Creation of new regions is Ghanaian Agenda — Akufo-Addo

BY: Mary Anane-Amponsah
President Nana Addo Dankwa Akufo-Addo
President Nana Addo Dankwa Akufo-Addo

President Nana Addo Dankwa Akufo-Addo has once again waded into the controversy surrounding the impending referendum on the proposed creation of an Oti region from the Volta Region, stating that the call by some chiefs in the southern part of the region to be allowed to vote has no backing of the Constitution.

In a speech read on his behalf by the Energy Minister, Mr John-Peter Amewu, at the climax of the 2018 Agbamevor (Kente Festival), the President indicated that there appeared to be a contention that the whole region had the right to vote in the referendum to decide on the creation of the region but ‘I am afraid neither history nor normal practice backs this argument, nor supported by our Constitution’.

The President noted that the Constitution provided an important guide to the conduct of the exercise which dictates would be scrupulously followed, stating unequivocally that, “this exercise is not an NPP or NDC exercise, indeed both NDC and NPP have agreed on it. It is not an Akan versus Ewe exercise.”

While wandering why similar demands were not coming from other regions earmarked for the same exercise, President Akufo-Addo entreated all, especially chiefs in the region, to be circumspect in the choice of language as they pursued their arguments, adding that “whatever the outcome, we shall remain one nation, Ghana with an intrinsically bounded destiny.”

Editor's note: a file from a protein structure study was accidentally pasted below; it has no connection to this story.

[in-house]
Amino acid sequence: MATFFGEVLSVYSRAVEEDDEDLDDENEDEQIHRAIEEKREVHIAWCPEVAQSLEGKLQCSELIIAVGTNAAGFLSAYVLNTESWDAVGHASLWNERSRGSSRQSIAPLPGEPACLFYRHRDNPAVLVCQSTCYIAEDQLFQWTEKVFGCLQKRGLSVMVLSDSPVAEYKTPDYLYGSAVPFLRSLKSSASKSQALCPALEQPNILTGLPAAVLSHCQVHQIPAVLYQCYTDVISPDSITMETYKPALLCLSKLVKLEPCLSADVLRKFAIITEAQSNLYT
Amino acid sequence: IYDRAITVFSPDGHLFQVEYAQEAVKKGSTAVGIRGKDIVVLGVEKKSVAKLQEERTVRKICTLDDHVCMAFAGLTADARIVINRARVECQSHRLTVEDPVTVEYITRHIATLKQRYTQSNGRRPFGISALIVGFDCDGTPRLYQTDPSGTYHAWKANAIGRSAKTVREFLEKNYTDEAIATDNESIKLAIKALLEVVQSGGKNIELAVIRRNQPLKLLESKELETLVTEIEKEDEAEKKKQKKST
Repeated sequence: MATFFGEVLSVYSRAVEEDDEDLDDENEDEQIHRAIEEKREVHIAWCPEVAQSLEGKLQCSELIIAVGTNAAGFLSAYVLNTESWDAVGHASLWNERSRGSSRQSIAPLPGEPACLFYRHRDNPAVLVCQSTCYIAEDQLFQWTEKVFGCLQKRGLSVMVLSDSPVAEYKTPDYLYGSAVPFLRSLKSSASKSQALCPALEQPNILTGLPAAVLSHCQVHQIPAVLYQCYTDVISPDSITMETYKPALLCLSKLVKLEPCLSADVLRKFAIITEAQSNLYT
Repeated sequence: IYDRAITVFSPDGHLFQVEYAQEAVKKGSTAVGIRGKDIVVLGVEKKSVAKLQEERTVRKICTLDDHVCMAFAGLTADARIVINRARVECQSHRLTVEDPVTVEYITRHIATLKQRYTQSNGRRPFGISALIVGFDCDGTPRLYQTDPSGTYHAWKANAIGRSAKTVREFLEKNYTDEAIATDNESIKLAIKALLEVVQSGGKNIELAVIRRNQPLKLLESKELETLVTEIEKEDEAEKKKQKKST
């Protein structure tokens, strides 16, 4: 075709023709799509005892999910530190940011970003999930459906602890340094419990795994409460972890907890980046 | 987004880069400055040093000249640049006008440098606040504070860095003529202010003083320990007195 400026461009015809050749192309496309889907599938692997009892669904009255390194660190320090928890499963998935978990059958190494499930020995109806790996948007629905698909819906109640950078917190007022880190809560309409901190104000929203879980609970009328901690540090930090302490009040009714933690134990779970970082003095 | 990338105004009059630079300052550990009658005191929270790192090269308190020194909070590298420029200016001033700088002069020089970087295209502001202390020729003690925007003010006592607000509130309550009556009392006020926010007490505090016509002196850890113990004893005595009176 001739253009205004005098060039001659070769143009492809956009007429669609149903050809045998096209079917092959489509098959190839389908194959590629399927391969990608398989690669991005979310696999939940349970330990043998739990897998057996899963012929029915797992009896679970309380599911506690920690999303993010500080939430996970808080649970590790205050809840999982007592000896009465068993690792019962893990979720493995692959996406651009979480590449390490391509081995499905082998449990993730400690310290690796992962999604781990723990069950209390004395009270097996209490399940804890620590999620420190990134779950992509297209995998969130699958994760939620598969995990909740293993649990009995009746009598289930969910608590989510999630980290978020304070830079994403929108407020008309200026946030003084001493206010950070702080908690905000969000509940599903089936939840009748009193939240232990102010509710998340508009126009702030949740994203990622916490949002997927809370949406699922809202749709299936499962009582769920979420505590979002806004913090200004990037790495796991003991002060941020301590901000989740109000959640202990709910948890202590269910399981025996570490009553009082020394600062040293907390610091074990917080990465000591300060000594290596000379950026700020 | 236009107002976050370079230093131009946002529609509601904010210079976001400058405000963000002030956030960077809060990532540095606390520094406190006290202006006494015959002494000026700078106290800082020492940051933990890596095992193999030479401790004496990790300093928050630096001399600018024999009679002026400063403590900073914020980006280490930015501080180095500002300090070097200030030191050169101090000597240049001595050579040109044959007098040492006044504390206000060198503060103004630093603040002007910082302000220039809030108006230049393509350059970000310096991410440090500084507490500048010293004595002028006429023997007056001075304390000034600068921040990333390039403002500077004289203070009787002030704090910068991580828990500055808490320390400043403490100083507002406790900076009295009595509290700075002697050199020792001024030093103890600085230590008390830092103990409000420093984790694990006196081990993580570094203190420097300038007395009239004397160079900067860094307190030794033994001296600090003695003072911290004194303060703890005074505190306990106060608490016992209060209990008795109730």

The President, who expressed his dismay at what he described as ‘deliberate peddling of falsehood’ that had characterised the concerted campaign against the possible creation of the proposed Oti region, maintained that the exercise was neither partisan nor tribal but rather a Ghana agenda geared towards rapid socio-economic development of all parts of the country.

The Kente Festival

Saturday’s grand durbar held at the GRA Customs Training School Park at Kpetoe saw indigenes of Agotime and a host of dignitaries in various shades of the Kente fabric to match the occasion.

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The President called for the needed reverence for the locally woven fabric, which according to him, had become the defining symbol of not only Ghana but the entirety of Africa and the black race as a whole.

“Time was when the Kente was strictly a royal cloth reserved only for most special occasions and the elite of our societies. Today, Kente is more widely available to all of us, but this has not cheapened it in any way and the Kente has retained its beauty and elegance,” he stated.

He also reiterated the government’s resolve to fix deplorable roads in the region in order to facilitate brisk economic activities and easy access to tourist attraction sites in the region.

Tourism potentials

The Minister for Tourism, Culture and Creative Arts, Madam Catherine Afeku, also in a speech read on her behalf lauded the contribution of the indigenous Kente industry to the country’s tourism sector development.